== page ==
I am now 59 years old. (I was born in 1960.) Like many people my age, I am terrified of cognitive decline with advancing age. In “Hints About What Can Be Done to Reduce Alzheimer's Risk,” I discussed what little can be done about one source of cognitive decline. But there are other sources of cognitive decline with advancing age. In their Journal of Economic Perspectives article “Mental Retirement,” Susann Rohwedder and Bob Willis provide the best available evidence for the welcome idea that continued, strenuous mental activity can stave off cognitive decline. They describe the hypothesis they are testing this way:
The phrase “use it or lose it” reflects a hypothesis contained in a large popular and scholarly literature to the effect that a person can stave off normal cognitive aging— the decline of reasoning ability and speed of mental processing with age—or even dementia by engaging in cognitively demanding activities that exercise the mind. Conversely, this hypothesis holds that an undemanding environment will fail to impede and may even accelerate the process of cognitive decline.
The big problem with trying to find evidence for the idea that strenuous mental activity can slow down cognitive decline in old age is that cognitive decline—or simply a lower level of cognitive acumen—can lead people to pursue less strenuous mental activity. That is, a positive correlation between strenuous mental activity and cognitive status doesn’t tell one whether strenuous mental activity improves cognitive status or good cognitive status leads to more mental activity. (Cue the phrase “reverse causality.”)
I know both Bob and Susann well. (Bob Willis is my coauthor for the paper “Utility and Happiness,” which I mention in “My Experiences with Gary Becker.”) The way they identify the effect of strenuous mental activity on cognitive status is to look at differences in age of retirement across countries that are due to differences in the social security/public pension systems in those countries. Working is more strenuous mental activity than many other things one might do. And there are many plausible political reasons social security/public pension systems differ across countries that have nothing to do with dealing with a country’s especially high or low level of cognitive decline in old age. In their abstract, they write:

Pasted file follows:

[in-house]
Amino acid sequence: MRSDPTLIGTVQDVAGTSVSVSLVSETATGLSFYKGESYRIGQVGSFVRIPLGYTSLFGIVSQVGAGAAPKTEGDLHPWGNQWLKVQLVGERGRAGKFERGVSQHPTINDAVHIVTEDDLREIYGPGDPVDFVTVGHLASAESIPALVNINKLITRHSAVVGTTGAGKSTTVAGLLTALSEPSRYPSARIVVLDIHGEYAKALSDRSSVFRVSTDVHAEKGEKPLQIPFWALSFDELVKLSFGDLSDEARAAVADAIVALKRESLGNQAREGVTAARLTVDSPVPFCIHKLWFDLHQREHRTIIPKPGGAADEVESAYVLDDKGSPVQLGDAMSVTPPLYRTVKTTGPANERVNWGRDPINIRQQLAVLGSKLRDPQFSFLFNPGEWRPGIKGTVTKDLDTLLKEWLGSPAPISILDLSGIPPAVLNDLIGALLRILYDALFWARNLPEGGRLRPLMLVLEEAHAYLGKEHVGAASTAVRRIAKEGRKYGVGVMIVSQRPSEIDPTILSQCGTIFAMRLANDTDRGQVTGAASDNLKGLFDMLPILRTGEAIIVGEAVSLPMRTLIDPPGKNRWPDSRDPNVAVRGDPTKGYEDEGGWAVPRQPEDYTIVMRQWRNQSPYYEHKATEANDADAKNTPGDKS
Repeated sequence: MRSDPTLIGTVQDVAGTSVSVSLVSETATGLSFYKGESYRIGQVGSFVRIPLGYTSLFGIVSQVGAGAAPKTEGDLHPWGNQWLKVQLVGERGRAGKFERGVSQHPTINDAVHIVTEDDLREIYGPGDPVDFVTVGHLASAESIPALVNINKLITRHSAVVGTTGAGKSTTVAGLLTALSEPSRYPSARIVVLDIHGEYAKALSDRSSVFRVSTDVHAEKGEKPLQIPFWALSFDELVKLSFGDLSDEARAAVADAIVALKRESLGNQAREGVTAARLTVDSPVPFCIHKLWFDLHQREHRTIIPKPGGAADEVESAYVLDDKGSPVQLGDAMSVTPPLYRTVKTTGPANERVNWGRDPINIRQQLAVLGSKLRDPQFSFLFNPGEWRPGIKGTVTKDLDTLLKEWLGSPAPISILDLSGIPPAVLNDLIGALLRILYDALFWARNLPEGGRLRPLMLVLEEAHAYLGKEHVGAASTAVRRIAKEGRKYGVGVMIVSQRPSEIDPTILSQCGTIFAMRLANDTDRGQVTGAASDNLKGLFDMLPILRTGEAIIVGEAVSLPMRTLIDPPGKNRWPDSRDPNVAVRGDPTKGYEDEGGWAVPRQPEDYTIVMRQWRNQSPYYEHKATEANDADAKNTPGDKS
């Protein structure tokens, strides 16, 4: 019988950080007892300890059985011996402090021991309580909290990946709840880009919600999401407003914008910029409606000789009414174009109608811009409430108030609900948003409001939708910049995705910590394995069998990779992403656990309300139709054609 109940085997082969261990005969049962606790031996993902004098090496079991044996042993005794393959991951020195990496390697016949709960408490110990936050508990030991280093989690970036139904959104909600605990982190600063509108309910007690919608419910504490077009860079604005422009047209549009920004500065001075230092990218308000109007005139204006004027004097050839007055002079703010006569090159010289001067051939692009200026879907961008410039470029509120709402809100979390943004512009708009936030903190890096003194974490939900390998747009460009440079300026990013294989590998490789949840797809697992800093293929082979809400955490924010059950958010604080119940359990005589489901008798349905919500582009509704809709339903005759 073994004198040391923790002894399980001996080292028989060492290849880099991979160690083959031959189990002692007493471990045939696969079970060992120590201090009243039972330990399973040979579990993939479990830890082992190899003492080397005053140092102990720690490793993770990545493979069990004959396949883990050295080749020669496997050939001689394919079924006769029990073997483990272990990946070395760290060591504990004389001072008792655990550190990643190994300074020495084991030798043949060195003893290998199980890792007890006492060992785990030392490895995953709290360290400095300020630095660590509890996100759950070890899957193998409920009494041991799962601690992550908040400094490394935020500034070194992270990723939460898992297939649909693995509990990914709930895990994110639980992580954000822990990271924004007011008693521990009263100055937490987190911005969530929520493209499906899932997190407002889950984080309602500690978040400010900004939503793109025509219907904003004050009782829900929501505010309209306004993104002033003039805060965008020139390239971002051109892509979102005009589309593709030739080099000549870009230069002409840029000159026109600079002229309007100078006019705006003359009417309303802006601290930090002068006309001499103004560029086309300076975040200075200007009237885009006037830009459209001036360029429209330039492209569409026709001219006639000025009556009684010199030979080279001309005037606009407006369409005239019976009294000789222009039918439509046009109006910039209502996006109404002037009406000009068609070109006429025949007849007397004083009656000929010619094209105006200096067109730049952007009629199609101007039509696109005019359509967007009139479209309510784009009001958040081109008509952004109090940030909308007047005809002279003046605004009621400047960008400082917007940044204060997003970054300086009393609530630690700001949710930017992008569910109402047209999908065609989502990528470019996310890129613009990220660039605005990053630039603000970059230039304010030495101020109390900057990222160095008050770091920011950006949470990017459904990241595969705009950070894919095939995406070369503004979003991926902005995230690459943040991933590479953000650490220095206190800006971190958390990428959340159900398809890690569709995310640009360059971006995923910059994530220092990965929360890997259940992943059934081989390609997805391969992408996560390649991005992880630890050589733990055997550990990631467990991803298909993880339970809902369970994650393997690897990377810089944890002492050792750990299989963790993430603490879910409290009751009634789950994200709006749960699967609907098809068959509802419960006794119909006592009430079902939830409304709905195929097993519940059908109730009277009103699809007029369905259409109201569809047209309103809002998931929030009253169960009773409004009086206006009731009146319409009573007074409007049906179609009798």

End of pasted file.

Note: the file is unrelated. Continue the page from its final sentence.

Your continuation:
We investigate the effect of retirement on cognition empirically using cross-nationally comparable surveys [the Health and Retirement Study (HRS) and its clones] of older persons in the United States, England, and 11 European countries in 2004. We find that early retirement has a significant negative impact on the cognitive ability of people in their early 60s that is both quantitatively important and causal. Identification is achieved using national pension policies as instruments for endogenous retirement.
Susann and Bob argue as follows. First, there is a correlation between early retirement and cognitive decline across countries. The horizontal axis of their graph below shows change in employment rate comparing ages 60-64 to ages 50-54 in each country, while the vertical axis shows change in “a cognitive test of immediate and delayed word recall” between those same two age ranges.
Second, they argue that most of the variation in the age-related change in employment on the horizontal axis is exogenous:
The literature on the determinants of cross-country differences in retirement behavior provides strong evidence that these differences are primarily driven by differences in national pension, tax, and disability policies. As a result, most of the cross-country variation in the relative labor supplies of 60-64 year-olds relative to 50-54 year-olds depicted in Figure 1 is a result of national policies. Because it is highly unlikely that these policies have been set in response to observed age patterns in cognitive performance in the respective country’s population, we argue that these policies provide valid instruments to identify the causal effect of retirement on cognition even in micro-data, where problems of reverse causation tend to have rendered identification difficult.
Third, they pursue an explicit instrumental variables strategy using the micro data in the HRS and its sister surveys:
Our instrumental variables estimation, as always, can be viewed as a two-stage process. In the first stage, we use retirement status as our dependent variable and national pension policies as the explanatory variables: whether the individual has reached the age of eligibility for early retirement benefits in the public pension system and whether the individual has reached the age of eligibility for full retirement benefits. We also investigate specifications that use as additional instruments the number of years to or since reaching the age of eligibility for early retirement benefits (eligibility age minus current age); and the number of years to or since reaching the age of eligibility for full retirement benefits.